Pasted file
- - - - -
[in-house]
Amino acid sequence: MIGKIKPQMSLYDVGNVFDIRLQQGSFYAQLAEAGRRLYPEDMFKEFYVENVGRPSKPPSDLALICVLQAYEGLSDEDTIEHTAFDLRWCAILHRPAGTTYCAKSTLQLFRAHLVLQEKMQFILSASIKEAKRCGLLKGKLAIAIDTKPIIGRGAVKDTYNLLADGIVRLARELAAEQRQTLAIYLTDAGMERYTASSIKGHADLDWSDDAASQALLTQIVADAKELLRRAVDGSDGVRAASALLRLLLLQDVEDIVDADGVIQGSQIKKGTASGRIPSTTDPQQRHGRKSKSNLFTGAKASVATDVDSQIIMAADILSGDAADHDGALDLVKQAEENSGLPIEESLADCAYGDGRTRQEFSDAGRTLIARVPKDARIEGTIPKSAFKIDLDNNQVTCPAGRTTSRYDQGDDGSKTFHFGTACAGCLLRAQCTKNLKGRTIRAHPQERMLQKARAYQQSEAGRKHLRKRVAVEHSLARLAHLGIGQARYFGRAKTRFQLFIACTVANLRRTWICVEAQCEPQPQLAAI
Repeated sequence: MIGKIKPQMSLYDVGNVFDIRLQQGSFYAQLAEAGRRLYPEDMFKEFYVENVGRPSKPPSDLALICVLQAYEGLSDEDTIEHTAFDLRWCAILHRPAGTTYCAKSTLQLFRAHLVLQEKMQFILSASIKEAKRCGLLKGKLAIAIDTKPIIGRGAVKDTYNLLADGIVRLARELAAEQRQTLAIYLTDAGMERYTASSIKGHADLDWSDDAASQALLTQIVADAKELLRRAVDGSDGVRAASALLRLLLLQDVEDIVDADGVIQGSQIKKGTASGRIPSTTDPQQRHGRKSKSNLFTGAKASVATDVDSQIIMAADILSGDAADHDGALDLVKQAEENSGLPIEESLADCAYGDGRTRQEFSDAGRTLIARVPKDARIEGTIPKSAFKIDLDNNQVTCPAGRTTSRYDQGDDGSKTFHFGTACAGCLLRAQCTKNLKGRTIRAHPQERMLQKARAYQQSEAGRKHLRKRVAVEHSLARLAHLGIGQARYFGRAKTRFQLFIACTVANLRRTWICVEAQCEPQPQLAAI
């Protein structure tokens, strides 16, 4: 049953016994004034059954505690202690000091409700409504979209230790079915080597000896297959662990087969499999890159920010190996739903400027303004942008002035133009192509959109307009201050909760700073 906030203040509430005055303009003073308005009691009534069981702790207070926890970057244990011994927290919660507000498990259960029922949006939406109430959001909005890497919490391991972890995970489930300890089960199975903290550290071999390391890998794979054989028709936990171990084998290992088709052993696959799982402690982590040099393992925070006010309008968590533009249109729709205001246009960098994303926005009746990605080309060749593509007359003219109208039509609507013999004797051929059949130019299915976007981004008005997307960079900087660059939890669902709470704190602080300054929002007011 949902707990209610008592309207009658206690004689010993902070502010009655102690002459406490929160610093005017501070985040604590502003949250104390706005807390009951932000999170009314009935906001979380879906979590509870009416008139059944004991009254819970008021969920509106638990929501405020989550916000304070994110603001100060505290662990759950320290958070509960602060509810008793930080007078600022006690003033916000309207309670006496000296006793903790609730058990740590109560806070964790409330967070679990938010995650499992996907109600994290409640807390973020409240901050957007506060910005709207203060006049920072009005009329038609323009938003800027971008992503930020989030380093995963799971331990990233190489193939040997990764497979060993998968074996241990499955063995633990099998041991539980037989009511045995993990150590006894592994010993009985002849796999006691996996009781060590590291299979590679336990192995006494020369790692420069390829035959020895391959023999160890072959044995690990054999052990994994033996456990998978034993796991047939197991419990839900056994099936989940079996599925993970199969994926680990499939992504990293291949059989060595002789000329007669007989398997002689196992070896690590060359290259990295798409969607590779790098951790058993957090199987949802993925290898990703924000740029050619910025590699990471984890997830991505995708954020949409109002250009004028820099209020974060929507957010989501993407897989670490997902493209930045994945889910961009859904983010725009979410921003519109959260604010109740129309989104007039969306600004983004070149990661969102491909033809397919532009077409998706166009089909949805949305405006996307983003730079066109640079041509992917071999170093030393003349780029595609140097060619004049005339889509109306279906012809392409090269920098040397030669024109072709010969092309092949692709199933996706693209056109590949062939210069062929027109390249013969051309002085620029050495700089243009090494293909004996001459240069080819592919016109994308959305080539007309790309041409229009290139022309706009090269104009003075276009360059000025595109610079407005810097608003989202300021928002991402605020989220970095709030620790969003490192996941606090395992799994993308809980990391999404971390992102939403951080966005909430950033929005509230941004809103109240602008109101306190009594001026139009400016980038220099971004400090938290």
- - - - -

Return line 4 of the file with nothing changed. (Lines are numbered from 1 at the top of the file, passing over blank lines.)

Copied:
């Protein structure tokens, strides 16, 4: 049953016994004034059954505690202690000091409700409504979209230790079915080597000896297959662990087969499999890159920010190996739903400027303004942008002035133009192509959109307009201050909760700073 906030203040509430005055303009003073308005009691009534069981702790207070926890970057244990011994927290919660507000498990259960029922949006939406109430959001909005890497919490391991972890995970489930300890089960199975903290550290071999390391890998794979054989028709936990171990084998290992088709052993696959799982402690982590040099393992925070006010309008968590533009249109729709205001246009960098994303926005009746990605080309060749593509007359003219109208039509609507013999004797051929059949130019299915976007981004008005997307960079900087660059939890669902709470704190602080300054929002007011 949902707990209610008592309207009658206690004689010993902070502010009655102690002459406490929160610093005017501070985040604590502003949250104390706005807390009951932000999170009314009935906001979380879906979590509870009416008139059944004991009254819970008021969920509106638990929501405020989550916000304070994110603001100060505290662990759950320290958070509960602060509810008793930080007078600022006690003033916000309207309670006496000296006793903790609730058990740590109560806070964790409330967070679990938010995650499992996907109600994290409640807390973020409240901050957007506060910005709207203060006049920072009005009329038609323009938003800027971008992503930020989030380093995963799971331990990233190489193939040997990764497979060993998968074996241990499955063995633990099998041991539980037989009511045995993990150590006894592994010993009985002849796999006691996996009781060590590291299979590679336990192995006494020369790692420069390829035959020895391959023999160890072959044995690990054999052990994994033996456990998978034993796991047939197991419990839900056994099936989940079996599925993970199969994926680990499939992504990293291949059989060595002789000329007669007989398997002689196992070896690590060359290259990295798409969607590779790098951790058993957090199987949802993925290898990703924000740029050619910025590699990471984890997830991505995708954020949409109002250009004028820099209020974060929507957010989501993407897989670490997902493209930045994945889910961009859904983010725009979410921003519109959260604010109740129309989104007039969306600004983004070149990661969102491909033809397919532009077409998706166009089909949805949305405006996307983003730079066109640079041509992917071999170093030393003349780029595609140097060619004049005339889509109306279906012809392409090269920098040397030669024109072709010969092309092949692709199933996706693209056109590949062939210069062929027109390249013969051309002085620029050495700089243009090494293909004996001459240069080819592919016109994308959305080539007309790309041409229009290139022309706009090269104009003075276009360059000025595109610079407005810097608003989202300021928002991402605020989220970095709030620790969003490192996941606090395992799994993308809980990391999404971390992102939403951080966005909430950033929005509230941004809103109240602008109101306190009594001026139009400016980038220099971004400090938290």